on a line driven by wind. Lord,
is this what it takes to be a woman?

 

D.M. Aderibigbe’s poems appear in numerous journals including Alaska Quarterly Review, Colorado Review, Ninth Letter, Prairie Schooner, RATTLE, Stand and elsewhere and featured on Verse Daily. Spillway recently nominated his poem for a 2017 Puschcart prize. His first manuscript is a 2015 and 2016 finalist for The Sillerman First Book Prize for African Poets. He’s also an essayist, with essays in Blueshift Journal, B O D Y and Rain Taxi. He knows God loves you.

To purchase his chapbook, In Praise of Our Absent Father, send $10 through PayPal to dammyg1989@gmail.com. Also, send your mailing address to the same email and you’ll receive your copy within a week.

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Writing for Peace News

Call for Participants: Online Youth Summit

Join young artists and writers, ages 18-30, in conversation about the matters you care about in this online Youth Summit.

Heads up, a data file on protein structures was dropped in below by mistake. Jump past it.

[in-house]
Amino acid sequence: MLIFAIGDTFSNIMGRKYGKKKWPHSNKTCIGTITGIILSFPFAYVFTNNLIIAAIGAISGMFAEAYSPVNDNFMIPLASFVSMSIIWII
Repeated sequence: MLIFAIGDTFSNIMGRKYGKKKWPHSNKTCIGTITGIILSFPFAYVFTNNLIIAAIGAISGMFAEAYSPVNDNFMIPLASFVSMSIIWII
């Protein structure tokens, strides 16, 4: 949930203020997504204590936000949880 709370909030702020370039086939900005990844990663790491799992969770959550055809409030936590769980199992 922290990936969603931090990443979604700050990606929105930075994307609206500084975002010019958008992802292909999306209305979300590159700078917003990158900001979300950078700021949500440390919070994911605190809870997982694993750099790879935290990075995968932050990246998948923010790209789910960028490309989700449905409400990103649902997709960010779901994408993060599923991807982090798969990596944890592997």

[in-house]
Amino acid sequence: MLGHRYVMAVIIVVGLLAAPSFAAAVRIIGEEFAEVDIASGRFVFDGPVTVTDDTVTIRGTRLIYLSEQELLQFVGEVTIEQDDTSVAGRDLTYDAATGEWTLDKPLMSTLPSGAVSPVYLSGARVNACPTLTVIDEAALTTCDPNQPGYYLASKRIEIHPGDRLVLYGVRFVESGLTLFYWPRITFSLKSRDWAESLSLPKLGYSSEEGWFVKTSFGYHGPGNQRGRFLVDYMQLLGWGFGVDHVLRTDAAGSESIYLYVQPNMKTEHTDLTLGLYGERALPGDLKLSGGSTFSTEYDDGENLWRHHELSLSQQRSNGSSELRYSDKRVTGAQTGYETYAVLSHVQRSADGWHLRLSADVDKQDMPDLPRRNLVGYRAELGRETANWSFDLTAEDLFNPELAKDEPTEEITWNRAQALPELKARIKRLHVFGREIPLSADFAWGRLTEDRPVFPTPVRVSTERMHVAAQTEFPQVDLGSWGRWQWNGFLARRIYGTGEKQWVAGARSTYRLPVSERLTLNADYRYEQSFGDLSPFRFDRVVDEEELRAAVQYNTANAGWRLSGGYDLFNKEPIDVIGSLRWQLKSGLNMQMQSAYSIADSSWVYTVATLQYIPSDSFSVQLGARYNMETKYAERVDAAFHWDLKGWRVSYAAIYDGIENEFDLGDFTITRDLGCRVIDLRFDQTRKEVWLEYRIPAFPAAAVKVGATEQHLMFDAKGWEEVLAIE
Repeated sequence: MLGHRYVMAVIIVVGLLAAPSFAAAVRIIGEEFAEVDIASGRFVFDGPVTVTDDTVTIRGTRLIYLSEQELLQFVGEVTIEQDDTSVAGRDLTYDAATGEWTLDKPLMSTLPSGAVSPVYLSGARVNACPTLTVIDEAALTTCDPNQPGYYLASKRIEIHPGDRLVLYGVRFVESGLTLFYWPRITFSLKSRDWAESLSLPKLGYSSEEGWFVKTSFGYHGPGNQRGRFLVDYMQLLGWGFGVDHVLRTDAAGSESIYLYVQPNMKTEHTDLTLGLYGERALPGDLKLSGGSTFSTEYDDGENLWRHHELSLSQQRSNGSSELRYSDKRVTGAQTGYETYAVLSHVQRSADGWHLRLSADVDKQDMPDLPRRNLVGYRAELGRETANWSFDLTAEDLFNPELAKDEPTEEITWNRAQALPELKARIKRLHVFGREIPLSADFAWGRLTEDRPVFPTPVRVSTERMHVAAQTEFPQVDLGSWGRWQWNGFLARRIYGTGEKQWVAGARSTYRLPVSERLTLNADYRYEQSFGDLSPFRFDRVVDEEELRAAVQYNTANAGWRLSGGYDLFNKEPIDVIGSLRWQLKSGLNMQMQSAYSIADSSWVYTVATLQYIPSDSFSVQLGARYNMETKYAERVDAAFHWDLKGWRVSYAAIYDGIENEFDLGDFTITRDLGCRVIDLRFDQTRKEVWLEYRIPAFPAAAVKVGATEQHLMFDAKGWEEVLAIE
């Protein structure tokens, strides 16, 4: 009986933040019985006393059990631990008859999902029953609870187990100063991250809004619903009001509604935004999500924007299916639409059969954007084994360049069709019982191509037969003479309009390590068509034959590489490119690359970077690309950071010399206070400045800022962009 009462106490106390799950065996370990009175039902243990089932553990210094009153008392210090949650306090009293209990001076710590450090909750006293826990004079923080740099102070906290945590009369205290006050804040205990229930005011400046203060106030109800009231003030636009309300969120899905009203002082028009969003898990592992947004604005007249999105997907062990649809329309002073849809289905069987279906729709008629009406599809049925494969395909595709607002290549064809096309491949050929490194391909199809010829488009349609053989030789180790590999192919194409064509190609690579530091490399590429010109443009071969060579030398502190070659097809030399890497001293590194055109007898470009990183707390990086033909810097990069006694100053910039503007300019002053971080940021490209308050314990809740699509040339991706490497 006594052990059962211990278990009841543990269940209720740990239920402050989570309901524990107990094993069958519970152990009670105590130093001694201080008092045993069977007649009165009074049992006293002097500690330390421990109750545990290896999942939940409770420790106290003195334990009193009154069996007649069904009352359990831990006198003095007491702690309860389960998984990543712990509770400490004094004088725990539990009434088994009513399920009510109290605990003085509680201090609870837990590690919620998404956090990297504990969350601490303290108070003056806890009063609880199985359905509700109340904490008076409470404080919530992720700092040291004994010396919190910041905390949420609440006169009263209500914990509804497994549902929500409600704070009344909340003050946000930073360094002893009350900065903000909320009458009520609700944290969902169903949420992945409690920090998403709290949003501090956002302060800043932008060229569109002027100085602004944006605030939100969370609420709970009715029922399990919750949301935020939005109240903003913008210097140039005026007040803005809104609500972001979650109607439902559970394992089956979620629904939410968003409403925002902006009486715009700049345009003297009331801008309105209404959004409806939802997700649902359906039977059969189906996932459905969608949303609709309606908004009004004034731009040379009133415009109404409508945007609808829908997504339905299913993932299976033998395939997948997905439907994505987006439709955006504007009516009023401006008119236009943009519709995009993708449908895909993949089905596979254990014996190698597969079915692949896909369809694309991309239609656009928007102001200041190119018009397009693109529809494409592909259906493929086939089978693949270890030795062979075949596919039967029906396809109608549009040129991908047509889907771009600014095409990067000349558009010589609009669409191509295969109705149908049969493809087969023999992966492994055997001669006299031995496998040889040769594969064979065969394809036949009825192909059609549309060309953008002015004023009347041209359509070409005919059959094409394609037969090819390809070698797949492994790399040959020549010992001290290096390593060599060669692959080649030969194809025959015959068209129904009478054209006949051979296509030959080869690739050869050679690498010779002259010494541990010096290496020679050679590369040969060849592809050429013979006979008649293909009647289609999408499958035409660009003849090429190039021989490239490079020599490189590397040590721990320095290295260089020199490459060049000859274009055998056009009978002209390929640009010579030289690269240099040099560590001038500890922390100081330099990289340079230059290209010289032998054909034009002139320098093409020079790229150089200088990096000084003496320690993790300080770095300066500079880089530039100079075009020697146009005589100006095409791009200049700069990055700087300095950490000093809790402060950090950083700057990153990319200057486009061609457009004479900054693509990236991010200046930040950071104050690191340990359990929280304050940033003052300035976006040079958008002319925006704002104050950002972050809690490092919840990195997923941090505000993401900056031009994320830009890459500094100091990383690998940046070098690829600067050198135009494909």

Summit Dates: April 29th, 30th and May 1st

Submission Deadline: April 25th

Topic:
“What I Would Say If I Knew They Were Listening, Conversations on Peace”

Fees: There is no fee for participation in this summit, with thanks to a generous grant from Longwood University in Virginia, United States of America.

Participation:  In order to provide a safe environment for participants to express themselves, this event is closed to the public. Participants are invited guests, ages 18-30, and will be given the password for admittance to the Summit following the acceptance of their submissions.

Description: In this online summit, 100 invited participants from schools and colleges in the US, Mexico (through Colectiva Poéticas), and Canada will have the opportunity to submit and present their creative work on the following theme: “What I Would Say If I Knew They Were Listening, Conversations on Peace”.

Submissions will be accepted in the following areas: Creative Writing, Visual Arts, Music, Theatre, and Dance. For more information and to submit your work, go to Youth Summit.

2016 DoveTales “Family and Cultural Identity” Edition

DoveTales, a publication of Writing for PeaceOur fourth edition of DoveTales, an International Journal of the Arts will be released on May 1st! Links will go up soon, and if you are in the Fort Collins area we hope you will join us for our Book Release Celebration Reading! Check out the details and RSVP at Book Launch Celebration.

Copyright © 2016 Writing for Peace. All rights reserved.